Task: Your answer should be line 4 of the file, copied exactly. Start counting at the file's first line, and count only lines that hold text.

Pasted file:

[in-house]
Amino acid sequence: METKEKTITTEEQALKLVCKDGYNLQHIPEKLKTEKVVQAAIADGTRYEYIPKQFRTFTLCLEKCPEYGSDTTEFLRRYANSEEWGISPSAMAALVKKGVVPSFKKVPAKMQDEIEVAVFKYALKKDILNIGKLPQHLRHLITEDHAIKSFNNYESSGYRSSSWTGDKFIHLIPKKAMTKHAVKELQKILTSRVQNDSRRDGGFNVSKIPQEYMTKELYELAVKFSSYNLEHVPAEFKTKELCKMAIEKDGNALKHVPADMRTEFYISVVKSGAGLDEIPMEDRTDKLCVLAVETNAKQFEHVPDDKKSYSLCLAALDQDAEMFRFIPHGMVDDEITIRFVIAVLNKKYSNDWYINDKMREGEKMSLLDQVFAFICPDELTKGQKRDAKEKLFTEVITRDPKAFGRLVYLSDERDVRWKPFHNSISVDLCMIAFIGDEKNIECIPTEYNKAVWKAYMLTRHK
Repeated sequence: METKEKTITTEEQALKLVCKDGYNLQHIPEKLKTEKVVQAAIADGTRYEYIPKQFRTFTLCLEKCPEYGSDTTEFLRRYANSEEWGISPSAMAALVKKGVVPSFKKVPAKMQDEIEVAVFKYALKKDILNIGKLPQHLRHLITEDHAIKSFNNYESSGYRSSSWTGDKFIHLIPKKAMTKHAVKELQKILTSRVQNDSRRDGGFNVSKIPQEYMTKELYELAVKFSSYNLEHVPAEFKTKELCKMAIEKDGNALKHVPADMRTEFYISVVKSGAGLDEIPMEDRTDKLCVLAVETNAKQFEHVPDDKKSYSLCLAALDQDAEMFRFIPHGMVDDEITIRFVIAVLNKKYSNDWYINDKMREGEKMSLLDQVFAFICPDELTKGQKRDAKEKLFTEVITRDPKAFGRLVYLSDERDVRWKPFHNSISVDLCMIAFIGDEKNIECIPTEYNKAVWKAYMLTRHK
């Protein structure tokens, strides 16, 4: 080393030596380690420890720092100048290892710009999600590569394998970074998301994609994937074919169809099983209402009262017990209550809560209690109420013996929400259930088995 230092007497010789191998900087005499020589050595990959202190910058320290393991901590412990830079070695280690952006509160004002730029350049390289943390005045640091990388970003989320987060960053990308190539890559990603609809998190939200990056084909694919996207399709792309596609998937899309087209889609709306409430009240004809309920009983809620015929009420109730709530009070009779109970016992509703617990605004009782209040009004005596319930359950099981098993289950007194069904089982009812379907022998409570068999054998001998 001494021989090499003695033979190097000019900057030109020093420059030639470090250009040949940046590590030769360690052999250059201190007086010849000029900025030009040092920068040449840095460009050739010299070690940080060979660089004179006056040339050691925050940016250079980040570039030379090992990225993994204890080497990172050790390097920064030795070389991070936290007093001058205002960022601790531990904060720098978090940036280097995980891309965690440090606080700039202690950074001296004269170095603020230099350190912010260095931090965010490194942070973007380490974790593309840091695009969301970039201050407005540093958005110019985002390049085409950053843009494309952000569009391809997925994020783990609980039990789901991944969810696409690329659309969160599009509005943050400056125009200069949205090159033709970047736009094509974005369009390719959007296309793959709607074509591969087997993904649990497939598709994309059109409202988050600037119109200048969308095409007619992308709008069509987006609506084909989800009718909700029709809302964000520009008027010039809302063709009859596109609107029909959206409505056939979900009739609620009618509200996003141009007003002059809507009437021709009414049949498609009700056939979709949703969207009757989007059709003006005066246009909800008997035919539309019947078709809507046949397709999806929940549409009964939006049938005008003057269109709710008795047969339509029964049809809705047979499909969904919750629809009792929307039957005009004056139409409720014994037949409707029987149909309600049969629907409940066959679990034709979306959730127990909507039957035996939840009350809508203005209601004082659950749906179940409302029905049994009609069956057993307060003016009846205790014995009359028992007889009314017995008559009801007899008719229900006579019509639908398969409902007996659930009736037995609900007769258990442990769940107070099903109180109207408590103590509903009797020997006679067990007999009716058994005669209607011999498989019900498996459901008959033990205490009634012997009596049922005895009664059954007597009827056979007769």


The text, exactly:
């Protein structure tokens, strides 16, 4: 080393030596380690420890720092100048290892710009999600590569394998970074998301994609994937074919169809099983209402009262017990209550809560209690109420013996929400259930088995 230092007497010789191998900087005499020589050595990959202190910058320290393991901590412990830079070695280690952006509160004002730029350049390289943390005045640091990388970003989320987060960053990308190539890559990603609809998190939200990056084909694919996207399709792309596609998937899309087209889609709306409430009240004809309920009983809620015929009420109730709530009070009779109970016992509703617990605004009782209040009004005596319930359950099981098993289950007194069904089982009812379907022998409570068999054998001998 001494021989090499003695033979190097000019900057030109020093420059030639470090250009040949940046590590030769360690052999250059201190007086010849000029900025030009040092920068040449840095460009050739010299070690940080060979660089004179006056040339050691925050940016250079980040570039030379090992990225993994204890080497990172050790390097920064030795070389991070936290007093001058205002960022601790531990904060720098978090940036280097995980891309965690440090606080700039202690950074001296004269170095603020230099350190912010260095931090965010490194942070973007380490974790593309840091695009969301970039201050407005540093958005110019985002390049085409950053843009494309952000569009391809997925994020783990609980039990789901991944969810696409690329659309969160599009509005943050400056125009200069949205090159033709970047736009094509974005369009390719959007296309793959709607074509591969087997993904649990497939598709994309059109409202988050600037119109200048969308095409007619992308709008069509987006609506084909989800009718909700029709809302964000520009008027010039809302063709009859596109609107029909959206409505056939979900009739609620009618509200996003141009007003002059809507009437021709009414049949498609009700056939979709949703969207009757989007059709003006005066246009909800008997035919539309019947078709809507046949397709999806929940549409009964939006049938005008003057269109709710008795047969339509029964049809809705047979499909969904919750629809009792929307039957005009004056139409409720014994037949409707029987149909309600049969629907409940066959679990034709979306959730127990909507039957035996939840009350809508203005209601004082659950749906179940409302029905049994009609069956057993307060003016009846205790014995009359028992007889009314017995008559009801007899008719229900006579019509639908398969409902007996659930009736037995609900007769258990442990769940107070099903109180109207408590103590509903009797020997006679067990007999009716058994005669209607011999498989019900498996459901008959033990205490009634012997009596049922005895009664059954007597009827056979007769």